Federal Court Rejects Manifest Disregard As Ground For Vacatur And Holds That The Award Must Be Unsealed

In Kaki v. Tenet Healthcare Corporation, a Michigan federal district court has taken an emphatic position regarding an arbitration decision in favor of physicians claiming that a health care system and its hospitals retaliated against them “for complaints they made regarding patient safety and Medicare/Medicaid fraud.”

First, the court rejected the defendants’ argument that the arbitration could be vacated as being in manifest disregard of the law. Reviewing case law since the United States Supreme Court decision in Hall St. Assocs., L.L.C. v. Mattel, Inc., 552 U.S. 576,
582, 584 (2008), the court held that, in the Sixth Circuit, “the most that published decisions have said of manifest disregard is that its continuing applicability ‘is an open question.'” Here, the district court determined that “[o]n balance, the weight of authority in and out of the Sixth Circuit points to manifest disregard no longer being a viable option in the wake of Hall Street, despite the fact that our Court of Appeals has not had occasion to formally decide the issue.”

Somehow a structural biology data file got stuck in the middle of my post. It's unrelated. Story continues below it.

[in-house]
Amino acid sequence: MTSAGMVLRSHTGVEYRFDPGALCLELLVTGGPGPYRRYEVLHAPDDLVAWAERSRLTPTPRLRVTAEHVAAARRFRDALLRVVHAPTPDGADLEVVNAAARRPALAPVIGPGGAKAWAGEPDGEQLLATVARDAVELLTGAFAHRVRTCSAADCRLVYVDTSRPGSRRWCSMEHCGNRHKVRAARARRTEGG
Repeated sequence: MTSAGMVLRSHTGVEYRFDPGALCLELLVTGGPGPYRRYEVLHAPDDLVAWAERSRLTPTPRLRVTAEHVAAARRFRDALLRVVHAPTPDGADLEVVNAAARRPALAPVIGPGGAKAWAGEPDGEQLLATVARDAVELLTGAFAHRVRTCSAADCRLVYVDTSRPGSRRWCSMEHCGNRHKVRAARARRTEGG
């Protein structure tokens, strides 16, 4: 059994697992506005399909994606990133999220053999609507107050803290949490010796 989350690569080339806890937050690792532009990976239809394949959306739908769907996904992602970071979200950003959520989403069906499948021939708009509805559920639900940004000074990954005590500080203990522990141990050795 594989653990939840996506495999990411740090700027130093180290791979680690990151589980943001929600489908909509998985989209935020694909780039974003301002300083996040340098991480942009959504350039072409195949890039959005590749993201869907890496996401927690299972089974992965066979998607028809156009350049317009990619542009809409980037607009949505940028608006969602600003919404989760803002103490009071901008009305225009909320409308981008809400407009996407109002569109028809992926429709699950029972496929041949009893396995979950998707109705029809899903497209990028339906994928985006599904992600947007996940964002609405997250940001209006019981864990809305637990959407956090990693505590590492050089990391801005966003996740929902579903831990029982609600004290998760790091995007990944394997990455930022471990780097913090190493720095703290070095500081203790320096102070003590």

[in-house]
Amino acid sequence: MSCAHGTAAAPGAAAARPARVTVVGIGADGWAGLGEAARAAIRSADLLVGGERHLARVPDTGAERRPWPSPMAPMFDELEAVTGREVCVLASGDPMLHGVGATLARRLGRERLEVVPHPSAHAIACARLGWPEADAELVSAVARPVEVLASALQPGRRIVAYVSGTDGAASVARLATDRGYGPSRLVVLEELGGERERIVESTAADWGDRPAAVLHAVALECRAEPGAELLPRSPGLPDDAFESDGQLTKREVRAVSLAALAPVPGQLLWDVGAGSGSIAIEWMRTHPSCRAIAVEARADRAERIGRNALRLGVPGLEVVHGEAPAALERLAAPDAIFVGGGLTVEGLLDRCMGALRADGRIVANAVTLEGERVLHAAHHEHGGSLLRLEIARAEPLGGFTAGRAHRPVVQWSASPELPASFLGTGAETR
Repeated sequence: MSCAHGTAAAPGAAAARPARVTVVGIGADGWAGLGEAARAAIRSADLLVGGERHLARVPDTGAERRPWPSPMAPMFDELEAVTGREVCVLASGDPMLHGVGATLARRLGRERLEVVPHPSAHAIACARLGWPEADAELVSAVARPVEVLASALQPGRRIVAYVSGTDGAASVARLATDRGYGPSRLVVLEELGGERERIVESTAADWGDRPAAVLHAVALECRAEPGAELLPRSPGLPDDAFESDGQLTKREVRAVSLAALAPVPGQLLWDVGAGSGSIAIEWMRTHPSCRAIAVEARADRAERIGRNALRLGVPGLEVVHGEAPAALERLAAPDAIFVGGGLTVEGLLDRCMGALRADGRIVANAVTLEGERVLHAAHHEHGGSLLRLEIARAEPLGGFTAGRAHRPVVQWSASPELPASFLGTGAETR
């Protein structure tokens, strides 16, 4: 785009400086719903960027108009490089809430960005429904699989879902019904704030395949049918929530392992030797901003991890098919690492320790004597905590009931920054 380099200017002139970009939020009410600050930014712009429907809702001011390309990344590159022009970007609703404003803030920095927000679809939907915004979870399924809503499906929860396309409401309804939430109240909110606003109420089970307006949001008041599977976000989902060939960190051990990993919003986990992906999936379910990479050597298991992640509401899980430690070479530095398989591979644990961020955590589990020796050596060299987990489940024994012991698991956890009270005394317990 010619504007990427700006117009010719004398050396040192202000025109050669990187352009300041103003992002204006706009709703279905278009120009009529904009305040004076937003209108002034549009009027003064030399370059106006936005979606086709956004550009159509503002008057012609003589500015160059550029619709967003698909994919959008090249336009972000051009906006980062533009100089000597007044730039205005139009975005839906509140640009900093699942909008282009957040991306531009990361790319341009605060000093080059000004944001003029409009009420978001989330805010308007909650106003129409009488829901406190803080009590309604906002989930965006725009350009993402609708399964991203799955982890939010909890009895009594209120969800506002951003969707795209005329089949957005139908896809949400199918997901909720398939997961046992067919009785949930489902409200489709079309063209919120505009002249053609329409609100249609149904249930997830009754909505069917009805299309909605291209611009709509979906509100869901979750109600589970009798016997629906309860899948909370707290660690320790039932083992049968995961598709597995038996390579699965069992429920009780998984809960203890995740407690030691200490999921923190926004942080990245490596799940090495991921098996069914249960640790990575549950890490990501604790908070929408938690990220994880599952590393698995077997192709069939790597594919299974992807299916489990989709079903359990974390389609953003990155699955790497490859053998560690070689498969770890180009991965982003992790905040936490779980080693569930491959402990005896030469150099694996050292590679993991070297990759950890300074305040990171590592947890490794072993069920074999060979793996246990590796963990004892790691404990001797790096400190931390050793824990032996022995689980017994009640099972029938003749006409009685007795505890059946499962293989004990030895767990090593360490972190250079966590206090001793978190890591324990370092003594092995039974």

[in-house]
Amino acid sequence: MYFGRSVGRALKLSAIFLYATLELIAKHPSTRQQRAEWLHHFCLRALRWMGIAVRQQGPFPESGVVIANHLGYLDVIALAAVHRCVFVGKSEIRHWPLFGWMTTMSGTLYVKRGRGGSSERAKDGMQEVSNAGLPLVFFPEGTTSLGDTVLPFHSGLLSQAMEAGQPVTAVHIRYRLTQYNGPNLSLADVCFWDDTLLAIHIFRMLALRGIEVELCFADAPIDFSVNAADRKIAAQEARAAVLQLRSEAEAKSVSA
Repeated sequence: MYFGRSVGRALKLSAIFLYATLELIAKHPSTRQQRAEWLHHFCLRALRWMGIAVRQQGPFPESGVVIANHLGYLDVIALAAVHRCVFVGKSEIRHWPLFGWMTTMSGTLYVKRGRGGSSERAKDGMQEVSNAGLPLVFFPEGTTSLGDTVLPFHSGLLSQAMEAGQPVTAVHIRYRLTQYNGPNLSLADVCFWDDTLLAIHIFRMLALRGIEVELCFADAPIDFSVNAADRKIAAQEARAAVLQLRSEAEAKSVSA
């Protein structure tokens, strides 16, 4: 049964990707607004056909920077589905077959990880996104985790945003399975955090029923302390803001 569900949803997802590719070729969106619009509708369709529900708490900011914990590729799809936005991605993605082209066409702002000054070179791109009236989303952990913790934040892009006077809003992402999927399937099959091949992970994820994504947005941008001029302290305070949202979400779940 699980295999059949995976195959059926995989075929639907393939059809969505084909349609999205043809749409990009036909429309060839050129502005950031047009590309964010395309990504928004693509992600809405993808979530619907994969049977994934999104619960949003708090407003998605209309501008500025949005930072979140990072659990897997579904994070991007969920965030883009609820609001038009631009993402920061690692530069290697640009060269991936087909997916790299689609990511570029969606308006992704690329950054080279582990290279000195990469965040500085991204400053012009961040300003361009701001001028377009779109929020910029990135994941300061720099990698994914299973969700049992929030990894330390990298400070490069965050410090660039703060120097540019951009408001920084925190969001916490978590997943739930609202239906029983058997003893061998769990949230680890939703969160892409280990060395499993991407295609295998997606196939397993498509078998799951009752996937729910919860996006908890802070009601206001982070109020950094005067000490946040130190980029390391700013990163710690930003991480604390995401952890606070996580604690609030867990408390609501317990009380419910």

Second, the court rejected the defendants’ claim that the award should be sealed. As the court held, “[a]lthough ‘arbitration hearings normally proceed outside of the public sphere,’ courts, including those in the Sixth Circuit, typically find that ‘this veil of secrecy is lifted once the parties turn to federal court to confirm, vacate, or modify an arbitration award.’”

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